Women in Television 1: The Faces of Al-Jazeera
Groskop, Viv, New Statesman (1996)
Last week Shaima Rezayee, 24, was shot dead in her flat in Kabul's Char Gala district by an unknown gunman. She was a "VJ" (video jockey) on Hop, an hour-long weekly music and chat show on an independent Afghan TV channel, Tolo TV, featuring videos from the likes of Madonna, and Turkish and Iranian pop stars.
British newspapers loved the story, portraying Rezayee as a photogenic, Madonna-loving martyr to the anti-Islamist, pro-western cause. (She was unpopular with the authorities and had been attacked by mullahs about her "un-Islamic" values.) But suggestions that female broadcasters across the Arab world might be running similar risks may be misleading.
Last year I spent three days in Doha, Qatar at the headquarters of al-Jazeera, arguably the leading Islamic television channel. Researching a behind-the-scenes feature, I interviewed a number of the women working there. Some were in suits that wouldn't look out of place on the GMTV sofa, some mixed hijab and shalwar kameez with jeans, others were in floor-length black with their faces almost completely covered (with amazing heels flashing under the hems of their robes). None conformed to any stereotype.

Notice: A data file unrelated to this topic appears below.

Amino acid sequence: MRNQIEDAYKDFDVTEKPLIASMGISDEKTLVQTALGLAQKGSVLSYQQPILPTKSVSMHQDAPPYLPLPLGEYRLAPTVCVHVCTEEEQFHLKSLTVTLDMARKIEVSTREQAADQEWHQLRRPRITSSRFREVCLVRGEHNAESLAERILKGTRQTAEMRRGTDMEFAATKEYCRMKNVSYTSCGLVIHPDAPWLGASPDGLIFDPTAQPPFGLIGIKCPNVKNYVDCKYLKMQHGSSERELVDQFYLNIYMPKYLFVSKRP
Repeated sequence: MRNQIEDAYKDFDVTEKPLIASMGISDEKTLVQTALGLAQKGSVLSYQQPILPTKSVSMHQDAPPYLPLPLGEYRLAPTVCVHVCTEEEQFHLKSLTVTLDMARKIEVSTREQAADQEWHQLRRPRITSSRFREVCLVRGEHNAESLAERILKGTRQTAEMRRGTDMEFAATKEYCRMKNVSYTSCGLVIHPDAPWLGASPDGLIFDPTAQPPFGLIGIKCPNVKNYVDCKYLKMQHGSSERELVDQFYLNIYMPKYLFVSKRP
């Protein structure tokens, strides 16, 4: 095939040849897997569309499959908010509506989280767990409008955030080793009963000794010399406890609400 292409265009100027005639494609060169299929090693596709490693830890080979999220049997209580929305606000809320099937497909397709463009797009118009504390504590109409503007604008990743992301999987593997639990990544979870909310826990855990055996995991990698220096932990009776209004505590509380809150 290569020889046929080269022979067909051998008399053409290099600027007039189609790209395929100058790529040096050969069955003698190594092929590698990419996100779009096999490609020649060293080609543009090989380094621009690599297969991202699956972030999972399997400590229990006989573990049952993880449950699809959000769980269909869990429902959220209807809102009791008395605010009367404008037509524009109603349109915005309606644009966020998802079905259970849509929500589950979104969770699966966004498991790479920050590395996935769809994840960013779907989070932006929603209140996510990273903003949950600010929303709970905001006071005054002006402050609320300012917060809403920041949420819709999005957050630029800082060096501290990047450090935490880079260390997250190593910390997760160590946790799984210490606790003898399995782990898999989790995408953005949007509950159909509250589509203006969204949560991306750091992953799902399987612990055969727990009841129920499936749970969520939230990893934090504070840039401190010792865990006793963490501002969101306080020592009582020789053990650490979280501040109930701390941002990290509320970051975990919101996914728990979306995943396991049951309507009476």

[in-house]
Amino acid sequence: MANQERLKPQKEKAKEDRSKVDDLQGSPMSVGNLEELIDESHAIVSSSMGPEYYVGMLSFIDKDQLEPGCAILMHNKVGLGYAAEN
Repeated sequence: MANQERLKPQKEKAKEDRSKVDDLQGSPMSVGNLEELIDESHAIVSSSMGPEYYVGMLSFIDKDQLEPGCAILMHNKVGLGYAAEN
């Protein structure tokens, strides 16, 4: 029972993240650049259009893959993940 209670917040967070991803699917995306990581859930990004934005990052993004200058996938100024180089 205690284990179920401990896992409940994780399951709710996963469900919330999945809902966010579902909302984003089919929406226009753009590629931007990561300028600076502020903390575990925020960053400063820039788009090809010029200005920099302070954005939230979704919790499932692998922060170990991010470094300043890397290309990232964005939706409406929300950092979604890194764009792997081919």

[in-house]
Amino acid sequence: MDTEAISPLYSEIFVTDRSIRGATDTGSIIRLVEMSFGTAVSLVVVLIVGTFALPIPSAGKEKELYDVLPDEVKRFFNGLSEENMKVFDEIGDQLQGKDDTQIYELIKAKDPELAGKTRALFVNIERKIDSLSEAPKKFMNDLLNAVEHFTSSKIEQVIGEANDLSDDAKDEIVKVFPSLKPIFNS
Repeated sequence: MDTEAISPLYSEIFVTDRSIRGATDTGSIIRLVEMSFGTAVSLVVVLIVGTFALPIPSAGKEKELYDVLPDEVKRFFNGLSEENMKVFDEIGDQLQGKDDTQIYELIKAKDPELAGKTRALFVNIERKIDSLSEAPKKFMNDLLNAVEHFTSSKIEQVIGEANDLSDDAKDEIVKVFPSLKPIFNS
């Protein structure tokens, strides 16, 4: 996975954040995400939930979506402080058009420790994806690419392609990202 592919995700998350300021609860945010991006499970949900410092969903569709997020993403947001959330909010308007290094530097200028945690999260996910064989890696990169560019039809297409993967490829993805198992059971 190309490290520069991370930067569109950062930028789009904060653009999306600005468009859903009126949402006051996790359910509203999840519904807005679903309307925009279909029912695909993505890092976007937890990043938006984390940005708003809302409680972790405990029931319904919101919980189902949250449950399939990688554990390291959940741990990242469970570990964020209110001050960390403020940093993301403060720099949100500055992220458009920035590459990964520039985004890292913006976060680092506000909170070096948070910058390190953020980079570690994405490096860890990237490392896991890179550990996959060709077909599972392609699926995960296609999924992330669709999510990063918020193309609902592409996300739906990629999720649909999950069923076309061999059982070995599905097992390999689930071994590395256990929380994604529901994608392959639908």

Al-Jazeera has its own Kate Adie in Atwar Bahjat, its 28-year-old aggressively objective Baghdad correspondent. There is a Natasha Kaplinsky, the glossy-maned business news presenter Farrah Barkawi. The channel is a distinctly female-friendly environment. Forty per cent of the staff are women, including eight out of 18 news anchors (most of whom don't wear the hijab--and viewers don't seem to mind; they are just obsessed with their hairstyles).
They come from all over the Arab world--Sudan, Algeria, Jordan, Syria, Lebanon, Iraq, Palestine. …